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Research Summary

This study investigated the relationships between housing, housing markets and the labour market. It considered factors such as geographic mobility, reservation wages (i.e. the minimum wage that an unemployed individual can accept) and job search behaviours across a range of housing tenures.

Key findings

  • individuals in private rental accommodation are approximately 15 per cent more likely than outright owners to report moving in any given year
  • owner-occupier mortgagors with low loan-to-value ratios (LVRs) exhibit the lowest rates of geographic mobility
  • there is some evidence that risk aversion is associated with reduced geographic mobility. Risk-averse individuals in private rental accommodation are approximately 2.5 per cent less likely to report moving relative to non-risk-averse individuals in private rental accommodation
  • unemployed owner-occupier mortgagors with low LVRs report lower rates of job search and higher reservation wages than outright owners. Relative to outright owners, their reservation wages are approximately 6 per cent higher.for the underemployed, geographic mobility does not appear to be associated with greater attachment to the labour market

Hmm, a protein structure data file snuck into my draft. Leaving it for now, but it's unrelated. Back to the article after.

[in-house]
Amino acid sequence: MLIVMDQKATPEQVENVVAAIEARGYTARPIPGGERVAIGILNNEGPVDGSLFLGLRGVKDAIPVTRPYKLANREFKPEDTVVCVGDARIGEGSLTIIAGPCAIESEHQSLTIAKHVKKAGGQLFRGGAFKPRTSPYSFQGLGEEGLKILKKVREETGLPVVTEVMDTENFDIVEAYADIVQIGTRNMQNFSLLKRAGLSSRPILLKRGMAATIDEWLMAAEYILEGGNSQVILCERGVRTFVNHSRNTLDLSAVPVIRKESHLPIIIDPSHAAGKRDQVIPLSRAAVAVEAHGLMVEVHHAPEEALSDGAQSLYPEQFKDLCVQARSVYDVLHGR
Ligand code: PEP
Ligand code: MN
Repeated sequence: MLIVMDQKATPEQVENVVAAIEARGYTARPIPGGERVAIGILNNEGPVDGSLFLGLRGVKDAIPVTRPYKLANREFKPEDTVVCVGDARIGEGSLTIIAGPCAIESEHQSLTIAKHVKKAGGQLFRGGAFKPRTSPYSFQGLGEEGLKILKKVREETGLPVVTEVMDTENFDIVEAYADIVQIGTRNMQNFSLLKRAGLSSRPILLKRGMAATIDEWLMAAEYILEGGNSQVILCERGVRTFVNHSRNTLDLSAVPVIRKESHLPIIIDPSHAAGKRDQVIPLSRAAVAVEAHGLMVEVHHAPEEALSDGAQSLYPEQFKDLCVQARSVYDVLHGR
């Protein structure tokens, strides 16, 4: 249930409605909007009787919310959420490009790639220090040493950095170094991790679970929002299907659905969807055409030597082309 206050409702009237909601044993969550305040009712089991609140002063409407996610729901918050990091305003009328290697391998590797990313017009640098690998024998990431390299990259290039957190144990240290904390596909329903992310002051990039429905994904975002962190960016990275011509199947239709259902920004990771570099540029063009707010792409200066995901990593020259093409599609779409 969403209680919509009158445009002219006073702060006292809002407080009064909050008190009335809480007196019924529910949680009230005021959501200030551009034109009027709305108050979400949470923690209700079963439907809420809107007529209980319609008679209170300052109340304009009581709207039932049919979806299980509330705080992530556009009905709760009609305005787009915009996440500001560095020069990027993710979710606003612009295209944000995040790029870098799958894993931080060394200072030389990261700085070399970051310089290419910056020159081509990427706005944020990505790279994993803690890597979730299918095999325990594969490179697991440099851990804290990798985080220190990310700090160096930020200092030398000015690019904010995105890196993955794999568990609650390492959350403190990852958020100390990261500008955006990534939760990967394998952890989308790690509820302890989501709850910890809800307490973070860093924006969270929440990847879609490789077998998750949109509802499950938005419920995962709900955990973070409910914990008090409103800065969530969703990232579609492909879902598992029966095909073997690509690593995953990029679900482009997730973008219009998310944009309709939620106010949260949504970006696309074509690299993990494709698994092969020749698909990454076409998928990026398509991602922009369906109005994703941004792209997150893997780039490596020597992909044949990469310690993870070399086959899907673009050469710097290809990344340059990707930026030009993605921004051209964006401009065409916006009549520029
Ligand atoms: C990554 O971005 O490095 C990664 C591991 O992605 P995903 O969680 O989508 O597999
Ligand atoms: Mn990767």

• homeowners are most likely to change jobs without moving address, compared with other tenures
  • There is some preliminary evidence that labour transitions from unemployment and underemployment differ by tenure status. The strongest effects relate to transitions from underemployment. Mortgagors with higher LVRs are most likely to transition into adequate employment following a period of underemployment.

Policy Implications

Findings from this research have some important implications for housing-related policy development. From a policy perspective, this study highlights the need to ensure that tax policy is as neutral as possible—that is, that it does not favour one tenure unduly over another. In addition, providing Commonwealth Rent Assistance (CRA) at rates that reflect different local housing market conditions across Australia may help individuals and households move to regions that offer better opportunities for employment and economic advancement but have higher housing costs. Similarly, public housing policy could be revised to ensure that it is delivered in a way that removes potential impediments for individuals to engage in the labour market.

Publication Details
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Publication place:
Melbourne, Australia